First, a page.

Wellness: Herbal Supplements

Taking herbal supplements is a popular way for people to manage their health but there is very little research-based evidence proving effectiveness.  Even though herbal supplements are considered safe for most people, there are some dangers involved.  You should consult with and follow the advice of your doctor before taking any over-the-counter supplements.

Herbal Supplement Regulation:

  • Companies must follow Good Manufacturing Practices (GMP)
  • Federal Drug Administration (FDA) approval not required before marketing
  • Manufacturers not required to prove safety or effectiveness
  • FDA monitors safety after product is on the market
  • Companies can make health claims if FDA disclaimer included on labeling

Check Manufacturers’ Claims:

Label Information:

  • Name of the herbal supplement
  • Name and address of manufacturer or distributor
  • Complete list of ingredients
  • Serving size, amount, and active ingredient

Use extra caution with herbal supplements if you:

  • Take prescription medication
  • Have a chronic disease or illness
  • Are a pregnant or breast-feeding woman
  • Are under 18 or over 65

For most effective use of herbal supplements:

  • Consult your doctor or pharmacist before using
  • Avoid supplements with more than one herbal ingredient
  • Follow manufacturers’ dosage directions
  • Avoid herbal supplements made in places other than theUSAorEurope
  • Educate yourself about any possible side effects or interactions
  • Look forUnited StatesPharmacopeia (USP) Verified Dietary Supplement
  • Check expiration date
  • Avoid allergy-causing ingredients (wheat, gluten, dairy, corn, soy), artificial colors & flavors, unnecessary additives( high fructose corn syrup, carmine, shellac)


  • Effective in reducing severity of cold symptoms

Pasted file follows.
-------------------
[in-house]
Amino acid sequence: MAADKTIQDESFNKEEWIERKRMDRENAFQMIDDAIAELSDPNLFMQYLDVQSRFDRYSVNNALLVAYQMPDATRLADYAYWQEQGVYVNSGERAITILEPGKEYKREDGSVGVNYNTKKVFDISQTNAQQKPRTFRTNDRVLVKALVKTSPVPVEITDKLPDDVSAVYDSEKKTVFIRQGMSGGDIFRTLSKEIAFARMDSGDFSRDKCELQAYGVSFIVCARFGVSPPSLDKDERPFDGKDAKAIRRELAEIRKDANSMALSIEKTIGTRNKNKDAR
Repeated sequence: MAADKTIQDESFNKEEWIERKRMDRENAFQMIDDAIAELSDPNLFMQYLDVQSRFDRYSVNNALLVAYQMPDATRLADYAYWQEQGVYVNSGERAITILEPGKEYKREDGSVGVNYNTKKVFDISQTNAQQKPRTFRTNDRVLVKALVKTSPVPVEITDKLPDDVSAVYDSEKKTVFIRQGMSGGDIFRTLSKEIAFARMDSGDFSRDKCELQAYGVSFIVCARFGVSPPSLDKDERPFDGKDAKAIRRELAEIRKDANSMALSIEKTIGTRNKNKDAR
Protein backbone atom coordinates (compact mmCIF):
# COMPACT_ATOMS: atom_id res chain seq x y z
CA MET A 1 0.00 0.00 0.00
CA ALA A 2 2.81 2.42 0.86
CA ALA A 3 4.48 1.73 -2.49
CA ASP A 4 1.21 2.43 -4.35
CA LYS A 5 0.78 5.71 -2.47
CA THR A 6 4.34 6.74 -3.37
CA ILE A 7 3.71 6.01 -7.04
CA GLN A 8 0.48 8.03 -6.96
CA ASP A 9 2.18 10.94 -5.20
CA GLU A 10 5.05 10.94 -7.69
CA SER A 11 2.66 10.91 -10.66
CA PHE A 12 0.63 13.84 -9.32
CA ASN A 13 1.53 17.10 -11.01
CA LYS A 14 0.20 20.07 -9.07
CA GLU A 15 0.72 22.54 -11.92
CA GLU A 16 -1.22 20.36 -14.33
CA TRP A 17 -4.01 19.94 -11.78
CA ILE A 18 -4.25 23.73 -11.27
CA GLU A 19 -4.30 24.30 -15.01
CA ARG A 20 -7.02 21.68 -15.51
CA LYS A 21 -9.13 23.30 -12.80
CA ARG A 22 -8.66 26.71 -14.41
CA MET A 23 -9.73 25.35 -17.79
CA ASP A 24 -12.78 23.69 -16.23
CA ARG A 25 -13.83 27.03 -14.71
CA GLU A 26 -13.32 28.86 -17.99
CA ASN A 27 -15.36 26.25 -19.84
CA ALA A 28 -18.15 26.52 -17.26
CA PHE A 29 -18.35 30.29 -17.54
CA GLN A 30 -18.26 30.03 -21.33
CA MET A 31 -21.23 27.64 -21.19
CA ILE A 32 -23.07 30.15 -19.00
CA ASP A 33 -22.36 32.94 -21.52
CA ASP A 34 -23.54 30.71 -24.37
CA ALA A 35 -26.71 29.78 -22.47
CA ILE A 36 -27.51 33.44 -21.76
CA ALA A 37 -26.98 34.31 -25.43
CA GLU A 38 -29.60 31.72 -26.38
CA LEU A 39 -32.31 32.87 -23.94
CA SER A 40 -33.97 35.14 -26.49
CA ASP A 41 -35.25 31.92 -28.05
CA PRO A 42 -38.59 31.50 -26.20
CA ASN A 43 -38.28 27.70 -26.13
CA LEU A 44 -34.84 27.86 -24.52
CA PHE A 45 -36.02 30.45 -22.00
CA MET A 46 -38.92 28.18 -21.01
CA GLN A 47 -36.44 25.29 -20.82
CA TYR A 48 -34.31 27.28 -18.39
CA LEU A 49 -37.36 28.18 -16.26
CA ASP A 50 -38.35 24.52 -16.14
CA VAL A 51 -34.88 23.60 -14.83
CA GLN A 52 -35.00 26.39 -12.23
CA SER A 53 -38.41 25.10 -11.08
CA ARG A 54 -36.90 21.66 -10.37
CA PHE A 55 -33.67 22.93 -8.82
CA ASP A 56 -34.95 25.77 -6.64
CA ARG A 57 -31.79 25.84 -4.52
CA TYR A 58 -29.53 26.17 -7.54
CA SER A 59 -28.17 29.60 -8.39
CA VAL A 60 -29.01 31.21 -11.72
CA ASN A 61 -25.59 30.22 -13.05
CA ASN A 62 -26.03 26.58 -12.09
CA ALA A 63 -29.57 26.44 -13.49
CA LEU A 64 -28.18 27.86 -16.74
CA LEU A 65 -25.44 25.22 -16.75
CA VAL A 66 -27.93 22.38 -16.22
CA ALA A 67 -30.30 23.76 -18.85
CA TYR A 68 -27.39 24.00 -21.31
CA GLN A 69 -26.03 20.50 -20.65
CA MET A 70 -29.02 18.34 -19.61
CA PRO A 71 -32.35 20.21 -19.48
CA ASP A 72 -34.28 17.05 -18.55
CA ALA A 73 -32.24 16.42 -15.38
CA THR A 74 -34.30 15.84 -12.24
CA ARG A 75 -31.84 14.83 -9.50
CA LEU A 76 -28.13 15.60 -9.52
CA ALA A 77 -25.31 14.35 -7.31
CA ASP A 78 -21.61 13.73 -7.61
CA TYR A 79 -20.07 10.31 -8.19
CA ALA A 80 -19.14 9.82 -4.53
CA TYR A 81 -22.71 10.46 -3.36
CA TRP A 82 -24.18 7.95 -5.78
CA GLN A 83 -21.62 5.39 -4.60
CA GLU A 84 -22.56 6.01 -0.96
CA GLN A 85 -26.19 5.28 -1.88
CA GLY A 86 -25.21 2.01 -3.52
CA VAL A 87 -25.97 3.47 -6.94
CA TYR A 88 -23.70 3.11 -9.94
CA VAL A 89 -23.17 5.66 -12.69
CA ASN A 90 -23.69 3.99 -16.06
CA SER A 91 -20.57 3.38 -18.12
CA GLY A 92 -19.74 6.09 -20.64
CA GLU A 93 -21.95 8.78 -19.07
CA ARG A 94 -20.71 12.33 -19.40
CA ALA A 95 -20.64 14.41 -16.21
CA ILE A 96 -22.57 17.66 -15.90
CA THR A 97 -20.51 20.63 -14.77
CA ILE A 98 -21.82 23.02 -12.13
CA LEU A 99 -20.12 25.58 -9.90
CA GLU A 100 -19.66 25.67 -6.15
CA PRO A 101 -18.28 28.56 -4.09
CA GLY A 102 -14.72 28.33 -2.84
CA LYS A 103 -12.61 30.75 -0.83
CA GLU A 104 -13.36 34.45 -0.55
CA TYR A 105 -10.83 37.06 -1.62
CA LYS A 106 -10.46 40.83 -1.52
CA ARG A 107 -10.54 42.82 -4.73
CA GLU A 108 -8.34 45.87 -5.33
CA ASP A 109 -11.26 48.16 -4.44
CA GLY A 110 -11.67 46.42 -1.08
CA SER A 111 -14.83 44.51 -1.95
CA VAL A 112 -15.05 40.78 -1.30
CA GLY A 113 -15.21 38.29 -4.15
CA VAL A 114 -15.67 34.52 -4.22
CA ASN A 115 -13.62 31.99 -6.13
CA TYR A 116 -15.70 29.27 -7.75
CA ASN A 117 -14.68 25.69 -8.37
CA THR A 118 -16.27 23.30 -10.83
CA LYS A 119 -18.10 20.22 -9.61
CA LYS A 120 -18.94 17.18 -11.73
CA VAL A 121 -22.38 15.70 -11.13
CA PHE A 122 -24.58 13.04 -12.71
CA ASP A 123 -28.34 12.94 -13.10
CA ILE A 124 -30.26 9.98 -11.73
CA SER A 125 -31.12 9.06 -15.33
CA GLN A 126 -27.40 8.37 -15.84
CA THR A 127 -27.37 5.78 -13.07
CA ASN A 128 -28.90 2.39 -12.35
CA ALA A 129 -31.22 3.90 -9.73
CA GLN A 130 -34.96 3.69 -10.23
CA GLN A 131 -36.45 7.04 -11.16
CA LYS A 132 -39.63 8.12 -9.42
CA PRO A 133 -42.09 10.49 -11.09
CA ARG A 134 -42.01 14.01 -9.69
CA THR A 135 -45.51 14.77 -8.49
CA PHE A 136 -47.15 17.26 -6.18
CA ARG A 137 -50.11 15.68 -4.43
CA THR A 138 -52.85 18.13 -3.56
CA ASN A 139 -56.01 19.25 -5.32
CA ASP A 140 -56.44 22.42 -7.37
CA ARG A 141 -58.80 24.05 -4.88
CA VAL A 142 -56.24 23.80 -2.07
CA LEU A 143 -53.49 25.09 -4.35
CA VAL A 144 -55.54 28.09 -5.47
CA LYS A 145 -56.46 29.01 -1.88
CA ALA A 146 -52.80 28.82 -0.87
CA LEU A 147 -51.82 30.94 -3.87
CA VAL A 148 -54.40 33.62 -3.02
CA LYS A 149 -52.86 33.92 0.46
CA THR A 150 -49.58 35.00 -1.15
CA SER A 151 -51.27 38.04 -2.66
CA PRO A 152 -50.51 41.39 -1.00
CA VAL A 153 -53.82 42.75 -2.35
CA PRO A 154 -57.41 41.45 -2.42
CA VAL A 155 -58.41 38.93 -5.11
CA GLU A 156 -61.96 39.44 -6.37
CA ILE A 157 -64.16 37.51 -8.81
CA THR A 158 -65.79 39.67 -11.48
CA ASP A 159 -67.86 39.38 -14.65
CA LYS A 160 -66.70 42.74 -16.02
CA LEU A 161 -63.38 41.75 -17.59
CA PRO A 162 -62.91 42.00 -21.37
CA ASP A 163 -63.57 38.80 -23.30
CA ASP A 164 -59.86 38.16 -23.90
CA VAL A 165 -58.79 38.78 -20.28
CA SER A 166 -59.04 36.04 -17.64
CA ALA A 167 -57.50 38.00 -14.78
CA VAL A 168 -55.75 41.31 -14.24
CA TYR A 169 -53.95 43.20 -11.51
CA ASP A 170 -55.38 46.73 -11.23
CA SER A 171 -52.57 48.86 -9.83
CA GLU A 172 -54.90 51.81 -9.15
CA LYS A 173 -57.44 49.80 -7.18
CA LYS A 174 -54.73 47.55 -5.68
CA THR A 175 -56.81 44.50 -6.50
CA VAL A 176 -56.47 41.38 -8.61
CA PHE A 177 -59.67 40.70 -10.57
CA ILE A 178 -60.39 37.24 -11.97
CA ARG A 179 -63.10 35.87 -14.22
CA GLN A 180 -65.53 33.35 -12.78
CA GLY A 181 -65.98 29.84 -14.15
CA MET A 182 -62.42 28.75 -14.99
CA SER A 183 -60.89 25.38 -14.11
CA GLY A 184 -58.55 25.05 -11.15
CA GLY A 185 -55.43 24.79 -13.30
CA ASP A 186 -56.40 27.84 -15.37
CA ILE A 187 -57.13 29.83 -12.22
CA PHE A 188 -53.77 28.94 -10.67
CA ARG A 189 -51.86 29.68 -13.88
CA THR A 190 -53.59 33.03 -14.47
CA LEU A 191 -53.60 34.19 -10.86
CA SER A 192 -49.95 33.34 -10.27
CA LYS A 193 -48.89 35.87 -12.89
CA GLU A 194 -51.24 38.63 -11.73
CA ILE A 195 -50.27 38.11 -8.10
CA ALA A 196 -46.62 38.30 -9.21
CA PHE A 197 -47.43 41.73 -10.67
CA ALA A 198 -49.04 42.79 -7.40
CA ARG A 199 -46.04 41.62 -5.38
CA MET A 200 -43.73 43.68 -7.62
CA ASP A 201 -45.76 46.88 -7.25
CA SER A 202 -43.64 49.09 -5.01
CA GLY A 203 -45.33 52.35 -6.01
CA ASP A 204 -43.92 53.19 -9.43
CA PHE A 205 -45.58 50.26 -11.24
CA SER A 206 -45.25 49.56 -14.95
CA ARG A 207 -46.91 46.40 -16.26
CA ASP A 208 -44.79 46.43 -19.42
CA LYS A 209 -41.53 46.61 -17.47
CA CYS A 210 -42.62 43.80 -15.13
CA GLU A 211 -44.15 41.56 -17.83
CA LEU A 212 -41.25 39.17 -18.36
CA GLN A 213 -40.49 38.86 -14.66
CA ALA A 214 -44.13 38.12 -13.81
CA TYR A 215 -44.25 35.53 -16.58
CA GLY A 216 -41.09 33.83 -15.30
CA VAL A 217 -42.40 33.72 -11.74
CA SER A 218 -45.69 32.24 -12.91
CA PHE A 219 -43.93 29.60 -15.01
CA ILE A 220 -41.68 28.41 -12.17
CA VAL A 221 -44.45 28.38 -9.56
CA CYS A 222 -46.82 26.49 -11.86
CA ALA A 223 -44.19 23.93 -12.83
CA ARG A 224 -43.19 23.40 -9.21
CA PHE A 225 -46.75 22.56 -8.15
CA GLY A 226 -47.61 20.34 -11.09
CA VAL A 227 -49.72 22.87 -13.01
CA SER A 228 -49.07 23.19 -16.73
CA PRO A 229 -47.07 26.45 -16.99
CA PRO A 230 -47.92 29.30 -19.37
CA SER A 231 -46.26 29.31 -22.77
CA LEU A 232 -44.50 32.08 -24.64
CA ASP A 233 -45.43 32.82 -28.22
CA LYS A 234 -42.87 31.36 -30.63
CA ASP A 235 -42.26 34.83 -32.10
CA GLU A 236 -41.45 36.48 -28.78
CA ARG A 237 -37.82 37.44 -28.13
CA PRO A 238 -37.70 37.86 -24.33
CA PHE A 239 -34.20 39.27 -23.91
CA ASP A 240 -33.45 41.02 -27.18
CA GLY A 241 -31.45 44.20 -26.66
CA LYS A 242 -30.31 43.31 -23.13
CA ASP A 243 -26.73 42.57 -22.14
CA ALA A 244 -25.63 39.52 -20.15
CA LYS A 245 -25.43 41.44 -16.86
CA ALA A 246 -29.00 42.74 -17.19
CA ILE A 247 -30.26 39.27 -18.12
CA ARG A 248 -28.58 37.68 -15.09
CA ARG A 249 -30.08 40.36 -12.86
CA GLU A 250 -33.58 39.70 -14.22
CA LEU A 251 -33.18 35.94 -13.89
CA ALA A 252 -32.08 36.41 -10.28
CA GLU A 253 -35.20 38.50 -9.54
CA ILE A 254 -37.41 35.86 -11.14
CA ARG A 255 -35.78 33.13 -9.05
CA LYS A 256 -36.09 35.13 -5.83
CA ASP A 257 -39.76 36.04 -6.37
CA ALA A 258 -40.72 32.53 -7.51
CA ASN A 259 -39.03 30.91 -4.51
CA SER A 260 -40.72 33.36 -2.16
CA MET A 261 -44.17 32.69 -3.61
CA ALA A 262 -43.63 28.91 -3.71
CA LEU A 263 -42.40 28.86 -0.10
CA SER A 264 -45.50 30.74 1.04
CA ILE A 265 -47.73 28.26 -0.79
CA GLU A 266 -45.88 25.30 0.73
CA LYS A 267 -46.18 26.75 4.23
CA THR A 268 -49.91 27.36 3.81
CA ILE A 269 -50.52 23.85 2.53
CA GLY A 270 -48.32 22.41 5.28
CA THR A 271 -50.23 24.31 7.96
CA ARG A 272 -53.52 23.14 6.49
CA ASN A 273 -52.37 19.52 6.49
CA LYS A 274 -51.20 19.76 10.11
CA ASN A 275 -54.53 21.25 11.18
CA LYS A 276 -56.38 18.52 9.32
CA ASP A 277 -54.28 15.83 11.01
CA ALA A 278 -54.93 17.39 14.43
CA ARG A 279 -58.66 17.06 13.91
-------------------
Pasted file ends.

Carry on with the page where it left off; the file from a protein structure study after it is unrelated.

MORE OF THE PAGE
• Considered safe for short-term use-10 days
  • Various possible side effects
  • May affect the absorption of some medications; interacts with caffeine

Ginkgo Biloba:

  • Helpful in treatment of blood flow disorders
  • Used to treat age-related dementia (esp. inEurope)
  • Various possible side effects
  • Caution if you have bleeding problems, diabetes, or seizures
  • Interacts with NSAIDS such as ibuprofen and naproxen

St. John’s Wort:

  • Helpful in treating mild to moderate depression
  • Various possible side effects
  • Reduces effectiveness of birth control pills and some heart disease medications


  • Alleviates symptoms of menopause including hot flashes
  • Use daily for three months for maximum effectiveness


  • Targets the cause of migraines by preventing the constriction of blood vessels
  • Take 1200mg at onset of headache

 Glucosamine and Chondrotin:

  • For joint pain from osteoarthritis
  • Most effective when taken together
  • 1500mg of Glucosamine and 1200mg of Chondrotin daily

WEIGHT MANAGEMENT SUPPLEMENTS: some evidence of effectiveness; use in addition to healthy eating and exercise

EGCG epigallocatechin-3-gallate:

  • Found in green tea; may help with fat oxidation
  • 90-125mg green tea extract three times daily before meals

CLA conjugated linoleic acid: fatty acid that occurs naturally in dairy and red meat

  • Helps decrease body fat and increase lean body mass
  • 1.7 grams twice a day or 3.2-3.6 grams daily

Chromium Picolinate or Histidinate:

  • Targets fat
  • 200mcg three times a day

HCA hydroxycitric acid:

  • Appetite suppressant derived from a tropical fruit
  • 1500mg three times daily 30 minutes before meals


  • Fiber that acts as a laxative to absorb water
  • Reduces hunger by making you feel full

Cayenne Pepper/Ginger/Mustard:

  • Boosts metabolism to burn fat
  • Reduces appetite
  • Sprinkle on food or take capsules


  • May lower appetite and help with fat oxidation
  • Too much causes jitteriness, headaches, and fast heartbeat


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